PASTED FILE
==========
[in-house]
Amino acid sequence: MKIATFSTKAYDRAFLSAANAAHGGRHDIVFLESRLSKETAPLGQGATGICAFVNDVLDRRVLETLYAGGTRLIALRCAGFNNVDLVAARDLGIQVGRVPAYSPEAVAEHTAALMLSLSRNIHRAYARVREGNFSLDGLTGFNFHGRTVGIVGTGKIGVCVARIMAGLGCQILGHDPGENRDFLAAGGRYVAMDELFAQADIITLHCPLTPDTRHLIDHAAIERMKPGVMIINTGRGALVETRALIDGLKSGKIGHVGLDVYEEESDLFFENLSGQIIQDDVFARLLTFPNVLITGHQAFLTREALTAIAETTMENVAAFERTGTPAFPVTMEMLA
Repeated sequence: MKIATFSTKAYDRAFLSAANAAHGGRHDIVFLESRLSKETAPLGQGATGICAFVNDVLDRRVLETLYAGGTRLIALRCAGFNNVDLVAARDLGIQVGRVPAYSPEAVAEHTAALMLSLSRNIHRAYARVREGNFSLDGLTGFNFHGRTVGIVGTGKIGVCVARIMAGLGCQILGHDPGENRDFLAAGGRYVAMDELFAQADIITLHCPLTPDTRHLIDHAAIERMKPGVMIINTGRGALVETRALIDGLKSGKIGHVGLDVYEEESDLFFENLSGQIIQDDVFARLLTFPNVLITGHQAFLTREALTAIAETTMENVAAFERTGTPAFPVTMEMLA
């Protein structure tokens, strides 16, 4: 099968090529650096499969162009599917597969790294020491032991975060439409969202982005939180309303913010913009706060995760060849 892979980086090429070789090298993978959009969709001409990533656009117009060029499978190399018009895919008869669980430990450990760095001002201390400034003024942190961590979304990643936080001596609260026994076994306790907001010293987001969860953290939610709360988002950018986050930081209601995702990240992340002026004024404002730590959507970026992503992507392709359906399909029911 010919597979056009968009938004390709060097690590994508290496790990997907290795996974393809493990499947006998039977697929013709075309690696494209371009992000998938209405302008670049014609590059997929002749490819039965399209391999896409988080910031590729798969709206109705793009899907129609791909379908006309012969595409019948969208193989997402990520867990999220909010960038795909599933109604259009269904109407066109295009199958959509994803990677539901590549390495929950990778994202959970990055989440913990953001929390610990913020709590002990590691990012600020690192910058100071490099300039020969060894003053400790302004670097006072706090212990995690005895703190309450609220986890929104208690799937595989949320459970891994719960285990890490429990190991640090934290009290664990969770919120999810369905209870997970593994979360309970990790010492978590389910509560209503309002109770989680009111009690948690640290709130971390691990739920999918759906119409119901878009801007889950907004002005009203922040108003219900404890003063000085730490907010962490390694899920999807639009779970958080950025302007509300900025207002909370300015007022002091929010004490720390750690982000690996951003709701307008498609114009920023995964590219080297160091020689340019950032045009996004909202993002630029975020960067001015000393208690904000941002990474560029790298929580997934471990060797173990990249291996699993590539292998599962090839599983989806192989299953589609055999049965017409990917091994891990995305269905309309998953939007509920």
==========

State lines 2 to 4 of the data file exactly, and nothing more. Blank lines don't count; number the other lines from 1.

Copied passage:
Amino acid sequence: MKIATFSTKAYDRAFLSAANAAHGGRHDIVFLESRLSKETAPLGQGATGICAFVNDVLDRRVLETLYAGGTRLIALRCAGFNNVDLVAARDLGIQVGRVPAYSPEAVAEHTAALMLSLSRNIHRAYARVREGNFSLDGLTGFNFHGRTVGIVGTGKIGVCVARIMAGLGCQILGHDPGENRDFLAAGGRYVAMDELFAQADIITLHCPLTPDTRHLIDHAAIERMKPGVMIINTGRGALVETRALIDGLKSGKIGHVGLDVYEEESDLFFENLSGQIIQDDVFARLLTFPNVLITGHQAFLTREALTAIAETTMENVAAFERTGTPAFPVTMEMLA
Repeated sequence: MKIATFSTKAYDRAFLSAANAAHGGRHDIVFLESRLSKETAPLGQGATGICAFVNDVLDRRVLETLYAGGTRLIALRCAGFNNVDLVAARDLGIQVGRVPAYSPEAVAEHTAALMLSLSRNIHRAYARVREGNFSLDGLTGFNFHGRTVGIVGTGKIGVCVARIMAGLGCQILGHDPGENRDFLAAGGRYVAMDELFAQADIITLHCPLTPDTRHLIDHAAIERMKPGVMIINTGRGALVETRALIDGLKSGKIGHVGLDVYEEESDLFFENLSGQIIQDDVFARLLTFPNVLITGHQAFLTREALTAIAETTMENVAAFERTGTPAFPVTMEMLA
């Protein structure tokens, strides 16, 4: 099968090529650096499969162009599917597969790294020491032991975060439409969202982005939180309303913010913009706060995760060849 892979980086090429070789090298993978959009969709001409990533656009117009060029499978190399018009895919008869669980430990450990760095001002201390400034003024942190961590979304990643936080001596609260026994076994306790907001010293987001969860953290939610709360988002950018986050930081209601995702990240992340002026004024404002730590959507970026992503992507392709359906399909029911 010919597979056009968009938004390709060097690590994508290496790990997907290795996974393809493990499947006998039977697929013709075309690696494209371009992000998938209405302008670049014609590059997929002749490819039965399209391999896409988080910031590729798969709206109705793009899907129609791909379908006309012969595409019948969208193989997402990520867990999220909010960038795909599933109604259009269904109407066109295009199958959509994803990677539901590549390495929950990778994202959970990055989440913990953001929390610990913020709590002990590691990012600020690192910058100071490099300039020969060894003053400790302004670097006072706090212990995690005895703190309450609220986890929104208690799937595989949320459970891994719960285990890490429990190991640090934290009290664990969770919120999810369905209870997970593994979360309970990790010492978590389910509560209503309002109770989680009111009690948690640290709130971390691990739920999918759906119409119901878009801007889950907004002005009203922040108003219900404890003063000085730490907010962490390694899920999807639009779970958080950025302007509300900025207002909370300015007022002091929010004490720390750690982000690996951003709701307008498609114009920023995964590219080297160091020689340019950032045009996004909202993002630029975020960067001015000393208690904000941002990474560029790298929580997934471990060797173990990249291996699993590539292998599962090839599983989806192989299953589609055999049965017409990917091994891990995305269905309309998953939007509920």